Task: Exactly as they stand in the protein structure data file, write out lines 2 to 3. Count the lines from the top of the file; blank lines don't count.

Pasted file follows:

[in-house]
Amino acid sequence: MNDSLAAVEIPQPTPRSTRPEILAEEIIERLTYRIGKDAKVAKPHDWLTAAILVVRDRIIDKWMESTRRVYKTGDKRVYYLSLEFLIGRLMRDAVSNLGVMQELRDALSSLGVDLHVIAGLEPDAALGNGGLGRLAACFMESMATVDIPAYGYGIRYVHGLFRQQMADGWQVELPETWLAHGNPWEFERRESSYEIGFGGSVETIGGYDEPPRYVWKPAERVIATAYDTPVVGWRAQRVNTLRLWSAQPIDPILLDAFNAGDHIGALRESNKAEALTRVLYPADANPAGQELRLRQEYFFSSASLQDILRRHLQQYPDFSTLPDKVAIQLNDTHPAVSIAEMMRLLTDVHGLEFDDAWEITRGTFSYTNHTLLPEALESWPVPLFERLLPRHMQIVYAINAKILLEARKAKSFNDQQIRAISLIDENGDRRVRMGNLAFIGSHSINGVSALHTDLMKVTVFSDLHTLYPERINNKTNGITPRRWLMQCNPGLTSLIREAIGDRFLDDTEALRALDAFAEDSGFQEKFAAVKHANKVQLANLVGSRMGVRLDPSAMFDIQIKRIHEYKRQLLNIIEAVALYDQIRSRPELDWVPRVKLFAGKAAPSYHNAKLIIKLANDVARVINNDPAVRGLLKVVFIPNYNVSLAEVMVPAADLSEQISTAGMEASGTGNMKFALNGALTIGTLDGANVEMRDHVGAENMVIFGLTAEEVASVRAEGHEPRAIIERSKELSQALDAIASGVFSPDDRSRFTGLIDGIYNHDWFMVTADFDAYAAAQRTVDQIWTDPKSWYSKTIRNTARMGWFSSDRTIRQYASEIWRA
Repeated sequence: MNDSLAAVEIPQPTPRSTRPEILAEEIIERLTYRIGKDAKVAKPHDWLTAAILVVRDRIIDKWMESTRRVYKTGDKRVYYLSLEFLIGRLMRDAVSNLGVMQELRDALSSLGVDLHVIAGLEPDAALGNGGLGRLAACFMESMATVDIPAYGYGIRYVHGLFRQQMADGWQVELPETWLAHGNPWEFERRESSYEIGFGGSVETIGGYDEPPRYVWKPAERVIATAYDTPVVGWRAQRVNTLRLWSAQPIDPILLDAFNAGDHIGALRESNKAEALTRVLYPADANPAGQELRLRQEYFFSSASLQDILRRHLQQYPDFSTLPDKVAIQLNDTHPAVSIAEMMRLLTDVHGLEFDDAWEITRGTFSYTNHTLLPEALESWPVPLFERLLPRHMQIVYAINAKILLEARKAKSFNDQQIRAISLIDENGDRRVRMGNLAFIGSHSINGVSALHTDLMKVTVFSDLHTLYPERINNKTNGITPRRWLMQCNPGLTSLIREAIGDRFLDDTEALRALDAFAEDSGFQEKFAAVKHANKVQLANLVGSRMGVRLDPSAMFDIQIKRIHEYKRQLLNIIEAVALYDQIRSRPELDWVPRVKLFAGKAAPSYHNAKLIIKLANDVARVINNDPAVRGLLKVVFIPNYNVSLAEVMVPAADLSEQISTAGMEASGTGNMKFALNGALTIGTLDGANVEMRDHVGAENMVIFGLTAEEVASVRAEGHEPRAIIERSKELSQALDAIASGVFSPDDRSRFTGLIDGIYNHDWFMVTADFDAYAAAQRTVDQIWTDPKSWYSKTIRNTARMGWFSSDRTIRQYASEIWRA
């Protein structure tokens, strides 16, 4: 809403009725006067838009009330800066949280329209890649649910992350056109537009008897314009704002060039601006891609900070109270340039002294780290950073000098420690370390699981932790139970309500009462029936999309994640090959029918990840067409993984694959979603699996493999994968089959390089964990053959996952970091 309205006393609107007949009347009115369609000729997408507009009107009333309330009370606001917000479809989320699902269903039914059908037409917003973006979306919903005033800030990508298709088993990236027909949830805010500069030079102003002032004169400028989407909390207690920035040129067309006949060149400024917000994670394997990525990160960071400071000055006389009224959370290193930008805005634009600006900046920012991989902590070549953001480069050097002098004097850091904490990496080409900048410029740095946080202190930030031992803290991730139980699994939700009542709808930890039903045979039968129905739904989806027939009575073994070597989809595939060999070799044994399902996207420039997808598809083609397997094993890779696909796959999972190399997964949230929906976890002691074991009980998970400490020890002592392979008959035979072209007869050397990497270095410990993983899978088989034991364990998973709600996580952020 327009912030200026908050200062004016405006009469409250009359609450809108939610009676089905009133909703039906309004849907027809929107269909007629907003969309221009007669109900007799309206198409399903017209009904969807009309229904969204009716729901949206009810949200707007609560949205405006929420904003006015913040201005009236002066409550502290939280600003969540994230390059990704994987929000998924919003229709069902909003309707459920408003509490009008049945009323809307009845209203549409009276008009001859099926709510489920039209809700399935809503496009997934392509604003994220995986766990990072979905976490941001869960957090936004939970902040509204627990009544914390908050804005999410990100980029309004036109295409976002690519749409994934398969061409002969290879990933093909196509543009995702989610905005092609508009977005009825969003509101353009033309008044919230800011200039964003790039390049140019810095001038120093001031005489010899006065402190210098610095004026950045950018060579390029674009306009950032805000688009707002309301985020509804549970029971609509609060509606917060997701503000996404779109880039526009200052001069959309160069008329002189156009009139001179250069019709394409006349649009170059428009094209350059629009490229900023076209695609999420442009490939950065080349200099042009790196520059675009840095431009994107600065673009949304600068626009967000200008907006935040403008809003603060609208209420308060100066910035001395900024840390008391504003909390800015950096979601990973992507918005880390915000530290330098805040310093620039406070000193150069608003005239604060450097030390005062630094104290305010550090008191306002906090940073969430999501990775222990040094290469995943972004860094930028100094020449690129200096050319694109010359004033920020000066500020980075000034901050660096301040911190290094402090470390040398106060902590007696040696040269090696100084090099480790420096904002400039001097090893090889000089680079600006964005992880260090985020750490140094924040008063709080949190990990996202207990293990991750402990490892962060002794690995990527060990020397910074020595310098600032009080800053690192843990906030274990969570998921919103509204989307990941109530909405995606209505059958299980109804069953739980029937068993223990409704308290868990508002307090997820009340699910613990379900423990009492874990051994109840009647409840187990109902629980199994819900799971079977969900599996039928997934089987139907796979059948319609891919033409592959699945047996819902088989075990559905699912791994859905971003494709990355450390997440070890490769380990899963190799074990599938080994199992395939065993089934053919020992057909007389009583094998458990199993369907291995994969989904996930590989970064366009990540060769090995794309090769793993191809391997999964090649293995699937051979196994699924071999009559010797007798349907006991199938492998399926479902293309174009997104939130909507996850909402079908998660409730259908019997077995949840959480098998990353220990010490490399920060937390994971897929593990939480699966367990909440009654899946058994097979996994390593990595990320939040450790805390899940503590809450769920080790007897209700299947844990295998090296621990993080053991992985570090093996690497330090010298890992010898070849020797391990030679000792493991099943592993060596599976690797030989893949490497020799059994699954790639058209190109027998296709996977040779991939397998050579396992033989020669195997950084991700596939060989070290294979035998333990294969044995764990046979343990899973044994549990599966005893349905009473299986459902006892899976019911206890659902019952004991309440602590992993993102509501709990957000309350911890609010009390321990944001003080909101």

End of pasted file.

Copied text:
Amino acid sequence: MNDSLAAVEIPQPTPRSTRPEILAEEIIERLTYRIGKDAKVAKPHDWLTAAILVVRDRIIDKWMESTRRVYKTGDKRVYYLSLEFLIGRLMRDAVSNLGVMQELRDALSSLGVDLHVIAGLEPDAALGNGGLGRLAACFMESMATVDIPAYGYGIRYVHGLFRQQMADGWQVELPETWLAHGNPWEFERRESSYEIGFGGSVETIGGYDEPPRYVWKPAERVIATAYDTPVVGWRAQRVNTLRLWSAQPIDPILLDAFNAGDHIGALRESNKAEALTRVLYPADANPAGQELRLRQEYFFSSASLQDILRRHLQQYPDFSTLPDKVAIQLNDTHPAVSIAEMMRLLTDVHGLEFDDAWEITRGTFSYTNHTLLPEALESWPVPLFERLLPRHMQIVYAINAKILLEARKAKSFNDQQIRAISLIDENGDRRVRMGNLAFIGSHSINGVSALHTDLMKVTVFSDLHTLYPERINNKTNGITPRRWLMQCNPGLTSLIREAIGDRFLDDTEALRALDAFAEDSGFQEKFAAVKHANKVQLANLVGSRMGVRLDPSAMFDIQIKRIHEYKRQLLNIIEAVALYDQIRSRPELDWVPRVKLFAGKAAPSYHNAKLIIKLANDVARVINNDPAVRGLLKVVFIPNYNVSLAEVMVPAADLSEQISTAGMEASGTGNMKFALNGALTIGTLDGANVEMRDHVGAENMVIFGLTAEEVASVRAEGHEPRAIIERSKELSQALDAIASGVFSPDDRSRFTGLIDGIYNHDWFMVTADFDAYAAAQRTVDQIWTDPKSWYSKTIRNTARMGWFSSDRTIRQYASEIWRA
Repeated sequence: MNDSLAAVEIPQPTPRSTRPEILAEEIIERLTYRIGKDAKVAKPHDWLTAAILVVRDRIIDKWMESTRRVYKTGDKRVYYLSLEFLIGRLMRDAVSNLGVMQELRDALSSLGVDLHVIAGLEPDAALGNGGLGRLAACFMESMATVDIPAYGYGIRYVHGLFRQQMADGWQVELPETWLAHGNPWEFERRESSYEIGFGGSVETIGGYDEPPRYVWKPAERVIATAYDTPVVGWRAQRVNTLRLWSAQPIDPILLDAFNAGDHIGALRESNKAEALTRVLYPADANPAGQELRLRQEYFFSSASLQDILRRHLQQYPDFSTLPDKVAIQLNDTHPAVSIAEMMRLLTDVHGLEFDDAWEITRGTFSYTNHTLLPEALESWPVPLFERLLPRHMQIVYAINAKILLEARKAKSFNDQQIRAISLIDENGDRRVRMGNLAFIGSHSINGVSALHTDLMKVTVFSDLHTLYPERINNKTNGITPRRWLMQCNPGLTSLIREAIGDRFLDDTEALRALDAFAEDSGFQEKFAAVKHANKVQLANLVGSRMGVRLDPSAMFDIQIKRIHEYKRQLLNIIEAVALYDQIRSRPELDWVPRVKLFAGKAAPSYHNAKLIIKLANDVARVINNDPAVRGLLKVVFIPNYNVSLAEVMVPAADLSEQISTAGMEASGTGNMKFALNGALTIGTLDGANVEMRDHVGAENMVIFGLTAEEVASVRAEGHEPRAIIERSKELSQALDAIASGVFSPDDRSRFTGLIDGIYNHDWFMVTADFDAYAAAQRTVDQIWTDPKSWYSKTIRNTARMGWFSSDRTIRQYASEIWRA